Bellator 120 Exposes the Inherent Issue with PPV

Bellator 120 just ended, which means that we went through an interesting odyssey of an evening here in MMA land. Just like you would have guessed, most people are refusing to give Bellator their due for an entertaining show. It was entertaining for what it was, but if we are brutally honest, the pacing to the show was just unacceptable, making a fun event into a chore to watch. They already had our money, why drag it out and try to sell everyone on the product even more? People are watching your damned show.

The biggest problem with Bellator 120 was that for all of the things that it might have done right, nothing can negate the fact that it cost money. The event cost $40 in HD (who isn’t buying events in HD?), which still felt like a lot considering the fight that most hardcore fans wanted to see fell apart the week before, leaving King Mo vs. Rampage Jackson as the show’s main event. Mo vs. Rampage played out how we all thought that it would, ended with a controversial decision and Mo going ballistic on the microphone talking about “dick-riding asses,” so it was entertaining for what it was.

It was still $40, though.

People are going to be trying to compare Bellator 120 with UFC events and it might not be a fair comparison to make, seeing as though the UFC’s roster is bloated like a whale carcass on the shore right now compared to Bellator’s beached jellyfish, but it is inevitable. Bellator 120 was not worth $40, but in the same vein, most UFC events are not worth $60. We are at the point where consumers are being picky with their disposable income and $60 for 3 – 4 hours of entertainment is ridiculous, especially if you are watching it alone.

Consumers have options and $60 can go a long way for more hours of entertainment. Even a movie ticket costs less than $20 still, books cost less than $20 and videogames clock in at $60 as the highest, a lot less for cheaper, downloadable games or ones on sale. If this is the competition that UFC and Bellator PPVs are facing then no, there is no way that I’m ever going to give either company the money that they are asking for their events considering what they are providing. This is coming from someone who began watching MMA in the mid-90’s and used to scour the internet for tape traders to buy obscure MMA events from.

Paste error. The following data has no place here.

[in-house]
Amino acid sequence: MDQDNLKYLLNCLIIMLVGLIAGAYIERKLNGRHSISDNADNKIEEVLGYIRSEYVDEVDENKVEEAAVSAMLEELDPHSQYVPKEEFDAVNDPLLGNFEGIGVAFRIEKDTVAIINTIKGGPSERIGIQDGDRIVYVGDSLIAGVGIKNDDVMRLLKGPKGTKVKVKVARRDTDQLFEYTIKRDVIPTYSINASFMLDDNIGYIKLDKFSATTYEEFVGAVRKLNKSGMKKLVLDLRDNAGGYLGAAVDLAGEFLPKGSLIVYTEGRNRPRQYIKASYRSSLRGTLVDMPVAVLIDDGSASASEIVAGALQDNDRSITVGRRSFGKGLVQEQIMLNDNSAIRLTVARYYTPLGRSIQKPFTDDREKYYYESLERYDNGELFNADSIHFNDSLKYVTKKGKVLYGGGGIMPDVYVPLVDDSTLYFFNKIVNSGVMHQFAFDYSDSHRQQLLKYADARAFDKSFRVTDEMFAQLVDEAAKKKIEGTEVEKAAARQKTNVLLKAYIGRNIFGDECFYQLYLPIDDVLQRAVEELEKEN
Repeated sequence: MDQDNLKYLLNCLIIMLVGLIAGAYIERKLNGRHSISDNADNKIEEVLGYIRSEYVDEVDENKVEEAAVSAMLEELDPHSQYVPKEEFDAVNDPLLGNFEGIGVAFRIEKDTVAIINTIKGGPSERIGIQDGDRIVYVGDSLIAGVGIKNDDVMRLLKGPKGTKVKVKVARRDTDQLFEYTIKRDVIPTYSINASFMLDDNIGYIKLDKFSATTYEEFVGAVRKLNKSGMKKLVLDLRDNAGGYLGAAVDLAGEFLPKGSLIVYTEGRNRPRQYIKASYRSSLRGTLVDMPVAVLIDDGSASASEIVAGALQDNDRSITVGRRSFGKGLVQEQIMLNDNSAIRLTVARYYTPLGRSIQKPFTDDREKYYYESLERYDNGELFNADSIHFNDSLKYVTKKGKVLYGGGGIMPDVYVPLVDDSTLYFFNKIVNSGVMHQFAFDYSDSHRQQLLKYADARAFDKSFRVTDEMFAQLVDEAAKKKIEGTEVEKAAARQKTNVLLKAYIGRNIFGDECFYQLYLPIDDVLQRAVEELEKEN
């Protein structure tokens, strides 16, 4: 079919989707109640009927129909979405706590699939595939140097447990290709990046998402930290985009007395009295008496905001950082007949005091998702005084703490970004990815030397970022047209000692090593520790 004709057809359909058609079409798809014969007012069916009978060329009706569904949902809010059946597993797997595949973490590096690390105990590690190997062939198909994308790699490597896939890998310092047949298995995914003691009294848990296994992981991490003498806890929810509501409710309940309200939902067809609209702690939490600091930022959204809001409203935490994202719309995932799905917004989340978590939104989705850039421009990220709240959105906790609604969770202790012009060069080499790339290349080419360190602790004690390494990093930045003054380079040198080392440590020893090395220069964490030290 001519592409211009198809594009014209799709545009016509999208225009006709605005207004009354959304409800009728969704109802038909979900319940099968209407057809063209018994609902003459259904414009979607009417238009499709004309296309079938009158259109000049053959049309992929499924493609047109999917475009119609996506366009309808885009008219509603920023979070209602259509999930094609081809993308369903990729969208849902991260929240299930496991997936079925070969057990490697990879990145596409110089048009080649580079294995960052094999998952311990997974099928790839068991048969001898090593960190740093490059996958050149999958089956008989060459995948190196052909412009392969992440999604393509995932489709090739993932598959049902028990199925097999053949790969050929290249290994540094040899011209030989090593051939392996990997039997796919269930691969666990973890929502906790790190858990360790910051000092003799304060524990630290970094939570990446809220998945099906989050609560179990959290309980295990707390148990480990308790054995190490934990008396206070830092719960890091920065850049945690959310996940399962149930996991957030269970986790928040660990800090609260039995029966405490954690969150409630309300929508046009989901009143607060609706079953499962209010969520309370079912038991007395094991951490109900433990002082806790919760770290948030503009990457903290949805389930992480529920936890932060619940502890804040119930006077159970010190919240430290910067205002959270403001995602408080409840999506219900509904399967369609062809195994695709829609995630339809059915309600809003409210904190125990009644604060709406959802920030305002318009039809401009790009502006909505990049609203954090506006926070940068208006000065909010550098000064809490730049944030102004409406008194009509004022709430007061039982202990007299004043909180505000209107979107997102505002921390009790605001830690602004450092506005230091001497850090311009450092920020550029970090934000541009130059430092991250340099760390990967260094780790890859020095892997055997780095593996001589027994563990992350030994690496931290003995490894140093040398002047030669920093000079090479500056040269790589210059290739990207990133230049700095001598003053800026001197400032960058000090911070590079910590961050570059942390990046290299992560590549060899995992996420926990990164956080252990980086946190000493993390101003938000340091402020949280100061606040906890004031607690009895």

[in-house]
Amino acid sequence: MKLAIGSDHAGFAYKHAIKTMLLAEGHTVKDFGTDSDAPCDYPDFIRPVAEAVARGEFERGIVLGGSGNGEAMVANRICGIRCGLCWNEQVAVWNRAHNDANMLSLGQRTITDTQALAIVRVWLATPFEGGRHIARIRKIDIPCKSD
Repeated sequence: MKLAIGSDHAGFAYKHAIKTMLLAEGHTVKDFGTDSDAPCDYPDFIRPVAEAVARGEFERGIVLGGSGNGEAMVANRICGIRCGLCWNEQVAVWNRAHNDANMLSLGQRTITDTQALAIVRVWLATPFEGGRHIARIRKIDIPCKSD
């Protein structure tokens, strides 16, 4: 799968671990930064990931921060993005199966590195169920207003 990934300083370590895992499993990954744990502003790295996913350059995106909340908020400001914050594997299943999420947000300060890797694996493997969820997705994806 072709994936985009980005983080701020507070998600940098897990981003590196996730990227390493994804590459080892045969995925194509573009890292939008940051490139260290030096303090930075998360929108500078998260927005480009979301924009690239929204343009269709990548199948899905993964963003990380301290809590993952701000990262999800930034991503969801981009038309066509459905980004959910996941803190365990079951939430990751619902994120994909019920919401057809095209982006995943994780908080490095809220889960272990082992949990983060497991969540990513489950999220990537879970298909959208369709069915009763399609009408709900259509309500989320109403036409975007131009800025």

PPV was a great novelty in the 80’s and 90’s when the idea of simulcasting live events from around the country and even around the world was an amazing feat. The problem is that we have the internet now and the internet has changed everything. People can broadcast anything from around the world, no matter how silly it might seem, which makes the idea of PPV a lot less enticing. Twenty years ago you could buy access to watch a broadcast of the main stage of Woodstock ‘94, now YouTube live streams events like Coachella and other comparable events for free.

What I’m getting at here is that the PPV novelty makes zero sense anymore. Fight sports seem to be the only industries that still see PPV as a viable business model and fans, for the most part, put up with it. Tonight’s Bellator PPV was a fun event but no way in hell was it worth $40 compared to some of the events they give away for free on Spike TV week-in and week-out. The same applies for UFC, who air free fights what feels like every other week, sandwiched by PPV events that just don’t feel special anymore.

From a business standpoint I get why PPV is valuable, but from the consumer standpoint it just makes zero sense anymore. No one is getting their money’s worth out of these events and it won’t help to earn favor with anyone to continue price-gouging fans like this for events where the big fights can just disappear in the blink of an eye thanks to injuries. The only way for PPV to be valuable to the consumer would be for it to cost less, but the days of the PPV spectacle feel long since dead outside of the random Floyd Mayweather fight here and there. That was what PPV was invented for, that is what people want to spend money on; something that feels big, not the run-of-the-mill.